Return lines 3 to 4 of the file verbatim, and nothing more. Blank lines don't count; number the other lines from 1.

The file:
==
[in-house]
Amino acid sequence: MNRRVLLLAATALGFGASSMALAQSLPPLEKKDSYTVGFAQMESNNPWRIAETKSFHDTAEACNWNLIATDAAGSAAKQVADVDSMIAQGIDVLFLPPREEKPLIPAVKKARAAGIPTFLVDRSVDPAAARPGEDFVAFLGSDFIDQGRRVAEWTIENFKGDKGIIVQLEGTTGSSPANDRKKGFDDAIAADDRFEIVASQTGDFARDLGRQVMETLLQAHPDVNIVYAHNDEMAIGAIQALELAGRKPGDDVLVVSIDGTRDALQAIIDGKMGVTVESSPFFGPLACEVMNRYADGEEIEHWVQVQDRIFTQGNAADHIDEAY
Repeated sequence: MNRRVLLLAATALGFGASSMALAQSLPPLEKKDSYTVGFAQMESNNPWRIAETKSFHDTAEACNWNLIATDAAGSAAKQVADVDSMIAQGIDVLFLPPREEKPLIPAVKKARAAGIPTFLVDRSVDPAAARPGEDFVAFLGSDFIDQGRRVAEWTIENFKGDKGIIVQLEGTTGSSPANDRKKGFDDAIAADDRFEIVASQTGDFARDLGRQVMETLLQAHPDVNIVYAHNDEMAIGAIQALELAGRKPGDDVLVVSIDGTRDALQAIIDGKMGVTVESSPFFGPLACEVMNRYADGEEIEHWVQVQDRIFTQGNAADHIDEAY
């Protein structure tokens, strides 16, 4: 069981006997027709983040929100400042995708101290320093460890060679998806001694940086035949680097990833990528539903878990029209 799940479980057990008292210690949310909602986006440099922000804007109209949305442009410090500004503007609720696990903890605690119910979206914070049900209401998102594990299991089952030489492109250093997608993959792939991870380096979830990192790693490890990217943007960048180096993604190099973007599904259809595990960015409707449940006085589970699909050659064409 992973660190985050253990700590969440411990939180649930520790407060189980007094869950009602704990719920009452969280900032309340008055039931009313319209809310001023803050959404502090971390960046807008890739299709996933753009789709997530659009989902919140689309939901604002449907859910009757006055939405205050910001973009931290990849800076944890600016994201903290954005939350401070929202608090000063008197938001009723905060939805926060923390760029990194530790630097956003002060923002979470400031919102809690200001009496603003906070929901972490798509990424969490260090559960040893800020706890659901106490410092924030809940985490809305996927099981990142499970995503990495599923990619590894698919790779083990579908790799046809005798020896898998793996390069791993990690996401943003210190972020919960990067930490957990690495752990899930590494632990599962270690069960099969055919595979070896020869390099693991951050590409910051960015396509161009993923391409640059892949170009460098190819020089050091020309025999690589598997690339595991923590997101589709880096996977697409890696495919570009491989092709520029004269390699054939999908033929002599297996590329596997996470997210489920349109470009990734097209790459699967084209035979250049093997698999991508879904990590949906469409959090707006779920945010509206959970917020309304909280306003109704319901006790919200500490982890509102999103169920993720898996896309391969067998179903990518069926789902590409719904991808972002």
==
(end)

Repeated sequence: MNRRVLLLAATALGFGASSMALAQSLPPLEKKDSYTVGFAQMESNNPWRIAETKSFHDTAEACNWNLIATDAAGSAAKQVADVDSMIAQGIDVLFLPPREEKPLIPAVKKARAAGIPTFLVDRSVDPAAARPGEDFVAFLGSDFIDQGRRVAEWTIENFKGDKGIIVQLEGTTGSSPANDRKKGFDDAIAADDRFEIVASQTGDFARDLGRQVMETLLQAHPDVNIVYAHNDEMAIGAIQALELAGRKPGDDVLVVSIDGTRDALQAIIDGKMGVTVESSPFFGPLACEVMNRYADGEEIEHWVQVQDRIFTQGNAADHIDEAY
């Protein structure tokens, strides 16, 4: 069981006997027709983040929100400042995708101290320093460890060679998806001694940086035949680097990833990528539903878990029209 799940479980057990008292210690949310909602986006440099922000804007109209949305442009410090500004503007609720696990903890605690119910979206914070049900209401998102594990299991089952030489492109250093997608993959792939991870380096979830990192790693490890990217943007960048180096993604190099973007599904259809595990960015409707449940006085589970699909050659064409 992973660190985050253990700590969440411990939180649930520790407060189980007094869950009602704990719920009452969280900032309340008055039931009313319209809310001023803050959404502090971390960046807008890739299709996933753009789709997530659009989902919140689309939901604002449907859910009757006055939405205050910001973009931290990849800076944890600016994201903290954005939350401070929202608090000063008197938001009723905060939805926060923390760029990194530790630097956003002060923002979470400031919102809690200001009496603003906070929901972490798509990424969490260090559960040893800020706890659901106490410092924030809940985490809305996927099981990142499970995503990495599923990619590894698919790779083990579908790799046809005798020896898998793996390069791993990690996401943003210190972020919960990067930490957990690495752990899930590494632990599962270690069960099969055919595979070896020869390099693991951050590409910051960015396509161009993923391409640059892949170009460098190819020089050091020309025999690589598997690339595991923590997101589709880096996977697409890696495919570009491989092709520029004269390699054939999908033929002599297996590329596997996470997210489920349109470009990734097209790459699967084209035979250049093997698999991508879904990590949906469409959090707006779920945010509206959970917020309304909280306003109704319901006790919200500490982890509102999103169920993720898996896309391969067998179903990518069926789902590409719904991808972002």